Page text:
Categorical School Finance
Over the past 30 years, a combination of court rulings, legislative enactments, and voter initiatives has made dramatic changes in the landscape of education governance in California. The presumption of local control, a system based on local electoral accountability, has been superseded by a system of centralized, administrative accountability. Among the most sweeping changes are those that affect the way in which the state’s public schools are financed. Until 1980, paying for elementary and secondary education was largely a local matter. Local property taxes paid most of the bills. The state provided some funds for special purposes and guaranteed a funding floor. However, the state had very little to say about how those monies could be spent. The present system is much different. How much money a district gets and how that money is spent is decided primarily in the legislature, not in local communities by school boards.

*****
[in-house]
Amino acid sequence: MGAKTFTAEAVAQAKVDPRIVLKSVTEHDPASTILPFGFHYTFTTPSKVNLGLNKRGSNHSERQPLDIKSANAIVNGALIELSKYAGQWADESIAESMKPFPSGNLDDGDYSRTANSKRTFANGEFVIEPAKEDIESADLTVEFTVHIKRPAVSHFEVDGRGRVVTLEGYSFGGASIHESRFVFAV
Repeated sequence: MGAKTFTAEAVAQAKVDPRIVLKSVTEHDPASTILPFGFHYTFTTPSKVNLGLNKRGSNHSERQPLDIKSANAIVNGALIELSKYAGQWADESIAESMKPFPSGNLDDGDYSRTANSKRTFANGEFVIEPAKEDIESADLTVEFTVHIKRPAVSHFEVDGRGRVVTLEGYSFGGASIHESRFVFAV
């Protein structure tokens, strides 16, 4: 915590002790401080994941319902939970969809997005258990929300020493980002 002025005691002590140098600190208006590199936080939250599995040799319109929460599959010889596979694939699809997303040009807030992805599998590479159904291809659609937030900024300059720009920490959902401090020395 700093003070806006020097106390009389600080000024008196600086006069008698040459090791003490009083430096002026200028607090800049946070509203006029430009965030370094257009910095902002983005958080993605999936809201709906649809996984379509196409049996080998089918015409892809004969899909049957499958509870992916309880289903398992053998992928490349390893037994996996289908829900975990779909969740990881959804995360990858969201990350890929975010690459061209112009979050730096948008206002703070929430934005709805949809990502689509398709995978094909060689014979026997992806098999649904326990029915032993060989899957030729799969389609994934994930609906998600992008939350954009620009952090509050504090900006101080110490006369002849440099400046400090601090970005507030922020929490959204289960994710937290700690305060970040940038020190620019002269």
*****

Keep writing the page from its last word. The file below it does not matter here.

This paper examines changes in California’s school finance system over the past 35 years. It focuses specifically on the growth of categorical program funding. The study assesses the nature and magnitude of changes, the causes of those changes, the significance of those changes for the capacity of schools to provide high quality educational services, and proposes alternative models to the existing system of categorical funding. The specific context for assessing the changes in the structure of school finance is its impact on equity, adequacy, flexibility and choice, efficiency, predictability and stability, rationality, and accountability.